Jump to content
Sign in to follow this  
rigaTONY

atari 800 monitor jack to modern TV: problem

Recommended Posts

Hello, I've recently followed this tutorial: https://www.youtube.com/watch?v=CwomI7iGD3w to make a 5din monitor jack to RCA video/audio jacks so that I can use the best possible signal from my Atari 800 onto my (modern) TV. Trouble is that, while the audio works fine, the video appears only in monochrome (black and white) using this method. It's certainly a clearer picture than the usual RF jack, but disappointing due to lack of color.

Can anyone suggest what I might have done wrong?

My tv is working fine when I plug in the dvd or anything else into the same jacks.

All advice is greatly appreciated.

 

Sincerely,

rigaTONY

Share this post


Link to post
Share on other sites

If you get B&W then you're probably using the Luma pin, not the Composite Video pin.

 

post-14652-0-27320400-1375609471.png

Share this post


Link to post
Share on other sites

By default the 800XL doesn't have the chroma signal connected at all to the monitor port. So your cable is probably fine but you need to do an addition inside the computer.

 

http://biosrhythm.com/?p=1002

http://www.verycomputer.com/10_016acd55e65c0d39_1.htm

 

There used to be a page with better instructions but I don't think it exists any more.

Note that it's suggested a 100 Ohm resistor be used inline.

  • Like 1

Share this post


Link to post
Share on other sites

By default the 800XL doesn't have the chroma signal connected at all to the monitor port. So your cable is probably fine but you need to do an addition inside the computer.

 

1. He's using an 800 which has all the signals.

 

2. It looks to me like he's just doing comp. video.

 

Otherwise, the TV probably isn't happy with the Atari's signal.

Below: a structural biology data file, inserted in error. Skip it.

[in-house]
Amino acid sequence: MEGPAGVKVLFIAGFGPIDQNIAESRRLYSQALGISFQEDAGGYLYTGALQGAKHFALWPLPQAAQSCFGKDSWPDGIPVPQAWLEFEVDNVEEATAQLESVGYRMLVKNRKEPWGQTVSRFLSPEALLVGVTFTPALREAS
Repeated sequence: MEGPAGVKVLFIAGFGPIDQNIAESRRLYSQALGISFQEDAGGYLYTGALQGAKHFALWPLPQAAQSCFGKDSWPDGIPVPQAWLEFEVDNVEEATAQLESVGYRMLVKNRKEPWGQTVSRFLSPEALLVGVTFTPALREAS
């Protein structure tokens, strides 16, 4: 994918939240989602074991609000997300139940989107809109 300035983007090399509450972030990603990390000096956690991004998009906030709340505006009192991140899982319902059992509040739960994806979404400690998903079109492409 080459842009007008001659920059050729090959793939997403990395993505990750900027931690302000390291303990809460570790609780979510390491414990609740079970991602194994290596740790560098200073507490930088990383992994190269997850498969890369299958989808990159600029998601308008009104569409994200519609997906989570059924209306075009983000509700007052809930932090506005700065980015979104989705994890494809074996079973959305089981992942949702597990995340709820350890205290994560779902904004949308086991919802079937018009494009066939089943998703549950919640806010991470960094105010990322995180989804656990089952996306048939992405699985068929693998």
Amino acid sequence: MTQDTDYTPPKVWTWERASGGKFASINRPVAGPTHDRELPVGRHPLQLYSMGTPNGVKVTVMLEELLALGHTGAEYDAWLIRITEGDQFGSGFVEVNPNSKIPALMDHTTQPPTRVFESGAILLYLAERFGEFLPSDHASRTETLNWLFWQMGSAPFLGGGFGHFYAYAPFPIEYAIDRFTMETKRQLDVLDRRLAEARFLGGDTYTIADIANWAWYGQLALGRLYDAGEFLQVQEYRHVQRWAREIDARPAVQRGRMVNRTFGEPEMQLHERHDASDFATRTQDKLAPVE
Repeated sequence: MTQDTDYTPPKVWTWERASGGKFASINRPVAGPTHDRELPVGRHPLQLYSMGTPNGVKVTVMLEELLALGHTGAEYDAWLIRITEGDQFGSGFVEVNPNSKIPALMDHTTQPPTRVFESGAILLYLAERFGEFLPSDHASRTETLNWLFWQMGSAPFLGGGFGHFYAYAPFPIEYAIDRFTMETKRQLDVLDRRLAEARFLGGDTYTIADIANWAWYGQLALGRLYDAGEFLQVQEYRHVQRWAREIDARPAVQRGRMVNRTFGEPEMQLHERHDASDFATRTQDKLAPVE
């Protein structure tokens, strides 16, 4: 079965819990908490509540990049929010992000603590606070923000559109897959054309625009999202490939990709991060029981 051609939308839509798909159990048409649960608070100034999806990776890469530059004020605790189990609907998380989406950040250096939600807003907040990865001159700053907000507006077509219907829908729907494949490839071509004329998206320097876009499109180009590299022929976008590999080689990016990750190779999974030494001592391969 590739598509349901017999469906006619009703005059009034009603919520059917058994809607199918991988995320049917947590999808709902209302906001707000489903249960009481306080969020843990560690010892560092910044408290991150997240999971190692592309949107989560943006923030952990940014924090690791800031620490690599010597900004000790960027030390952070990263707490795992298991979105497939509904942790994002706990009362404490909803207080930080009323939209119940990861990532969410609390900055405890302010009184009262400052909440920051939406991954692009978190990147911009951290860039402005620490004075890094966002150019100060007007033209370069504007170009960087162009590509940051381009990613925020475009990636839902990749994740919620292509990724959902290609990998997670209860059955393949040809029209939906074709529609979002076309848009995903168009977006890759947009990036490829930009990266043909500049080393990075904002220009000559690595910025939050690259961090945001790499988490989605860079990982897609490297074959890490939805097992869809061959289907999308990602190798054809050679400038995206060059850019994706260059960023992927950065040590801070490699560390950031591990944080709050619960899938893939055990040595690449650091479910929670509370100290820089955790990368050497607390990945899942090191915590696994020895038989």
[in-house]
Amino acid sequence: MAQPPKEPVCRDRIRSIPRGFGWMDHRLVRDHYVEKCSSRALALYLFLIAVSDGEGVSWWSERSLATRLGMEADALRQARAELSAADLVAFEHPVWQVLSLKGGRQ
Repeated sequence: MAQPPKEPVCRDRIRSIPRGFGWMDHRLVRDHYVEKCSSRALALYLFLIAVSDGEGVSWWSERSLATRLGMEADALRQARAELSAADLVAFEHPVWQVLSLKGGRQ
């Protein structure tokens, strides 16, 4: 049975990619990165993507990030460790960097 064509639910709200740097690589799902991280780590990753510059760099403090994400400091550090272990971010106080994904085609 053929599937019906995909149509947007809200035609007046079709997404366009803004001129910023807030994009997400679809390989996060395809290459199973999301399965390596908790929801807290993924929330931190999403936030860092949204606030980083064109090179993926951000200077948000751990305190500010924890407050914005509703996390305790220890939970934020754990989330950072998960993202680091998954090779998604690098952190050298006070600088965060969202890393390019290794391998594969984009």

Share this post


Link to post
Share on other sites

Ok, so I checked the wiring and you were right! I now fixed and connected to the composite video. However, the image quality is pretty bad, there's strange red colors in the white text of the memo pad, and the blue background is not right.

I've attached a link to the screen shots comparing the monitor cable to the rf jack:

 

https://www.flickr.com/photos/[email protected]/shares/w5Q9o6

 

Is this just a bad soldering job on my part, or something else?

 

Any advice is GREATLY appreciated, as I want to resurrect my Atari very badly.

Edited by rigaTONY

Share this post


Link to post
Share on other sites

Some modern TVs just don't work well with older gear.

 

The "best" signal you possibly get from a stock machine is using Chroma and Luma seperately aka S-Video.

Worst is RF/antenna port, Composite sits in the middle.

Share this post


Link to post
Share on other sites

Composite will be no better than RF on an NTSC system. You want to go separate video Y/C or in a combined connector S-Video, Get one of these cables:

https://www.8bitclassics.com/Atari-800-XL-XE-5-Pin-DIN-S-Video-Cable.html

If you have an S-Video input, just plug it in and you wil get a great picture.